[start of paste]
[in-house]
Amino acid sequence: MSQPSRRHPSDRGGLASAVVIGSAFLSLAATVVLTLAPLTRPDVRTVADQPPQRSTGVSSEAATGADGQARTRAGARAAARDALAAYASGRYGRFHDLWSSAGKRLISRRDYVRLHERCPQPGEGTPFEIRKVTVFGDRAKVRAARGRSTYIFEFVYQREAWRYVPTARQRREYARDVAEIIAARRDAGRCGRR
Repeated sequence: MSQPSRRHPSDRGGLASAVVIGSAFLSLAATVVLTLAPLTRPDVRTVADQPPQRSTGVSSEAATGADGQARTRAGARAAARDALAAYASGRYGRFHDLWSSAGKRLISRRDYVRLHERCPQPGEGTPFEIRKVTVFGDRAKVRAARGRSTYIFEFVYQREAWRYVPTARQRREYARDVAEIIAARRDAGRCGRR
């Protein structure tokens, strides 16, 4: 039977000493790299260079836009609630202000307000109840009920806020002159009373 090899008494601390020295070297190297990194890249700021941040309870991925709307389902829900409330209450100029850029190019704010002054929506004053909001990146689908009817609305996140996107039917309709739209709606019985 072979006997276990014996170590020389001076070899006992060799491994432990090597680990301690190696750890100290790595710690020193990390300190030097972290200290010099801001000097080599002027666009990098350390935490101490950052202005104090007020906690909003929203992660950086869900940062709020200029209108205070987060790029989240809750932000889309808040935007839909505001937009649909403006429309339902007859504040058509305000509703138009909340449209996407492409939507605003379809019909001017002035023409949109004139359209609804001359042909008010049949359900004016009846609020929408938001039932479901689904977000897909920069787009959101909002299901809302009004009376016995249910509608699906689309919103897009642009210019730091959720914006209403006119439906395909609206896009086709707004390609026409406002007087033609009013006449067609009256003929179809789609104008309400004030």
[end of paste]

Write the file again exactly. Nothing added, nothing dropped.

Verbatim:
[in-house]
Amino acid sequence: MSQPSRRHPSDRGGLASAVVIGSAFLSLAATVVLTLAPLTRPDVRTVADQPPQRSTGVSSEAATGADGQARTRAGARAAARDALAAYASGRYGRFHDLWSSAGKRLISRRDYVRLHERCPQPGEGTPFEIRKVTVFGDRAKVRAARGRSTYIFEFVYQREAWRYVPTARQRREYARDVAEIIAARRDAGRCGRR
Repeated sequence: MSQPSRRHPSDRGGLASAVVIGSAFLSLAATVVLTLAPLTRPDVRTVADQPPQRSTGVSSEAATGADGQARTRAGARAAARDALAAYASGRYGRFHDLWSSAGKRLISRRDYVRLHERCPQPGEGTPFEIRKVTVFGDRAKVRAARGRSTYIFEFVYQREAWRYVPTARQRREYARDVAEIIAARRDAGRCGRR
């Protein structure tokens, strides 16, 4: 039977000493790299260079836009609630202000307000109840009920806020002159009373 090899008494601390020295070297190297990194890249700021941040309870991925709307389902829900409330209450100029850029190019704010002054929506004053909001990146689908009817609305996140996107039917309709739209709606019985 072979006997276990014996170590020389001076070899006992060799491994432990090597680990301690190696750890100290790595710690020193990390300190030097972290200290010099801001000097080599002027666009990098350390935490101490950052202005104090007020906690909003929203992660950086869900940062709020200029209108205070987060790029989240809750932000889309808040935007839909505001937009649909403006429309339902007859504040058509305000509703138009909340449209996407492409939507605003379809019909001017002035023409949109004139359209609804001359042909008010049949359900004016009846609020929408938001039932479901689904977000897909920069787009959101909002299901809302009004009376016995249910509608699906689309919103897009642009210019730091959720914006209403006119439906395909609206896009086709707004390609026409406002007087033609009013006449067609009256003929179809789609104008309400004030």